Exploring the XL
One programmer's perspective
By Matthew RatcliffThis article looks at a number of interesting aspects of Atari's new line of XL computers. If you have an XL machine and Synasembler, the accompanying program listing will convert Synassembler so that it can run on your XL machine without the Translator program.
As an avid user of Atari computers who has been programming on an Atari 400 for over three years, I've been interested in the new XL line for a long time. So, two weeks ago, I bought an Atari 800XL. This article combines information I've gained from my own experiences with the machine and information I've culled from various Atari sources in recent weeks. The opinions expressed here are my own.
Many people, noting that the 800XL is advertised as a 64K machine, assume that it gives you 16K more RAM (random-access memory) for programming than the 48K Atari 800. However, the 800XL actually has about 20 fewer bytes of free RAM in BASIC than the 800 does. Apparently, Atari intended to "bank select" (swap ROM for RAM) the extra RAM in certain programming environments. As a result, they added some "pointers" in lower RAM to help the Operating System (OS) keep track of which RAM/ROM configuration was in effect. These pointers are largely responsible for using up the extra bytes of RAM noted above.
The 600XL and 800XL also come with "built-in BASIC" This is a revision (Rev. B) of the earlier, cartridge-based Atari BASIC (Rev. A). Built-in BASIC corrects certain bugs in Rev.A, but unfortunately, it introduces two new ones. A Rev. C BASIC has been prepared to correct these bugs, and it is now available (see below). Meanwhile, the bugs in Rev. B are as follows:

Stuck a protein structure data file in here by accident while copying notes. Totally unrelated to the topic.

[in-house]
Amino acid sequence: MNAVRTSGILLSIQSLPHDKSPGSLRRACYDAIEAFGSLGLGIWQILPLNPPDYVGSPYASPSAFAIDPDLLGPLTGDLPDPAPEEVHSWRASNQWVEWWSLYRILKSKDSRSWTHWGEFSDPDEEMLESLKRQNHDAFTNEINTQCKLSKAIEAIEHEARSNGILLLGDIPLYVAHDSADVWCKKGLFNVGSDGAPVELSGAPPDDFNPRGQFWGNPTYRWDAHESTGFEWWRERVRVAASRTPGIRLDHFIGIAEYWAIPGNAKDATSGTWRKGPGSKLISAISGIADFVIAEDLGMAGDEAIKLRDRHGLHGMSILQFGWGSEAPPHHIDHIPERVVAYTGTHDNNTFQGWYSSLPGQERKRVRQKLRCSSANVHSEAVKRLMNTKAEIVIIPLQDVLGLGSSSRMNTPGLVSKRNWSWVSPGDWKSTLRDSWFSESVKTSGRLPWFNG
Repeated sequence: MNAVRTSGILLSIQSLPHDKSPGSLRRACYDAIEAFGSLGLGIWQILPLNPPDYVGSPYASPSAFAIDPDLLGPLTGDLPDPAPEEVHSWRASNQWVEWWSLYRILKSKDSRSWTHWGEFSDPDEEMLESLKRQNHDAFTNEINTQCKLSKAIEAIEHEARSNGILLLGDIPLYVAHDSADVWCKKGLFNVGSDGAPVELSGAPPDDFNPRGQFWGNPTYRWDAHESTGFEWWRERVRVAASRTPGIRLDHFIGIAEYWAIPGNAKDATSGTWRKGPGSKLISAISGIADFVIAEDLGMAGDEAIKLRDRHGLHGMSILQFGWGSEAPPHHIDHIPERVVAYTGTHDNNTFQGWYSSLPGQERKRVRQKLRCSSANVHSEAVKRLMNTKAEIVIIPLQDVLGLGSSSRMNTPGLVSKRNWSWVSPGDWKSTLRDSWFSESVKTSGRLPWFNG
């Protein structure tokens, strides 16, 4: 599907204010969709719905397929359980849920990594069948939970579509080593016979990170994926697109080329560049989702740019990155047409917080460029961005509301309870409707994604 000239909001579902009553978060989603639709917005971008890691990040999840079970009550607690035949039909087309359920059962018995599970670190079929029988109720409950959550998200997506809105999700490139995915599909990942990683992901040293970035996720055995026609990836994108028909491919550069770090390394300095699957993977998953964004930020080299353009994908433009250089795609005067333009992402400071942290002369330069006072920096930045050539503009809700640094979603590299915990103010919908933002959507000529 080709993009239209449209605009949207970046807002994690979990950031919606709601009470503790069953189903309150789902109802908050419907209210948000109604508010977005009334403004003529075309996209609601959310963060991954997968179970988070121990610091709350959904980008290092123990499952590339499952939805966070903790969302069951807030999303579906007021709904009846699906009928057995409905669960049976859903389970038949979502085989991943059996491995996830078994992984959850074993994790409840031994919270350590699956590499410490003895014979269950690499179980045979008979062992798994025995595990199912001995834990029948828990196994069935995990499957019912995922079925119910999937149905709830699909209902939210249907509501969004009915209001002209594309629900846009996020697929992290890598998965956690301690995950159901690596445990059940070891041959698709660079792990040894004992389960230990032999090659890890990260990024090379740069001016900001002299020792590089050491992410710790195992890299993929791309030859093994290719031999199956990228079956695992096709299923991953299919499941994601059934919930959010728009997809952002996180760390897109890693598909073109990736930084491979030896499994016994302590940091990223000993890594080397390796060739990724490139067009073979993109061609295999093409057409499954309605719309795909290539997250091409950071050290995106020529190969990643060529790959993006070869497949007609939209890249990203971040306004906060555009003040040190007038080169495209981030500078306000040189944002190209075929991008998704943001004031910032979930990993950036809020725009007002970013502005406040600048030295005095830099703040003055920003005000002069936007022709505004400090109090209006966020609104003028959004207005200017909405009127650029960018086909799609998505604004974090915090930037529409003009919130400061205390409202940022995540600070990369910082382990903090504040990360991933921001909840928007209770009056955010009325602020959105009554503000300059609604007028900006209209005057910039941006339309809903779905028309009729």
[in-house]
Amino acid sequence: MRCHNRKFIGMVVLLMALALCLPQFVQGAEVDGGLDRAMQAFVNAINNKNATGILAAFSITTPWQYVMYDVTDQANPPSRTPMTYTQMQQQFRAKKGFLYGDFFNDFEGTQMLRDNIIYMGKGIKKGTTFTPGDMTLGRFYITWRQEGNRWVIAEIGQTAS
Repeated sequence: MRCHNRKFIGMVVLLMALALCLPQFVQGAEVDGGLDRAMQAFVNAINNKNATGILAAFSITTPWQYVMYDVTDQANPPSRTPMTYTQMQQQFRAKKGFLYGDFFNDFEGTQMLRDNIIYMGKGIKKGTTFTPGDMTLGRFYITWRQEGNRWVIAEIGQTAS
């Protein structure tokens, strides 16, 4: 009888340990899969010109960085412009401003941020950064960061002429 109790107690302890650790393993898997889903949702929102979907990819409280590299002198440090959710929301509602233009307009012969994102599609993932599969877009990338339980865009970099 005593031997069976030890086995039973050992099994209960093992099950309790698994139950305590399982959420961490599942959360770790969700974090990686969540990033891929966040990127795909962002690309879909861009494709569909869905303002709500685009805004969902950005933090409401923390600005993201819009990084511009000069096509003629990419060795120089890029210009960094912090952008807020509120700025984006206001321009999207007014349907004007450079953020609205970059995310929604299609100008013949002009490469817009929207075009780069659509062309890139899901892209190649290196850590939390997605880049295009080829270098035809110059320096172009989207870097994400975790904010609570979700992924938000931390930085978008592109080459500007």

- Each time you SAVE and LOAD a BASIC program, the file is expanded by
16 bytes. This is cumulative, so in program Development you may run out
of memory sooner than you Should, especially if you have only 16K RAM.
- Your keyboard may lock up unpredictably while you are programming,
or you may get garbage in the list. These two flaws are due to the same
bug, and the occurrence is fatal to that run of the program.
After a long session with a BASIC program, I always LIST it to disk, type NEW, and then ENTER the programs in order to clean up the variable-name table. On several occasions, with the 800XL, I've encountered ERROR 9 (string not dimensioned) when I ran the cleaned-up program. Using the CLR command doesn't help in this case, nor does pressing [SYSTEM RESIET]. If I subsequently SAVE and LOAD) the program, it runs fine, but I'm still not able to ENTER and successfully RUN the LISTed version. This seems to occur only with large programs.
Another LIST and ENTER problem occurs only with some files. The ENTERed program refuses to run. If you have wisely SAVEd the file as well, LOAD it and delete one byte from a REM statement or from some other harmless place. Now you should be able to LIST and ENTER it without difficulty.
I've used the Editor of my Assembler Editor cartridge (ASM/ED) to edit LISTed BASIC programs for three years now without incident, because ASM/ED's FIND and REPLACE commands make it easy to clean up a program listing. I've had problems ENTERing a LISTed BASIC file from the 800XL, however, I frequently get ERROR 137 (truncated record). I can't figure this out, since BASIC ENTERs the same file with no problem.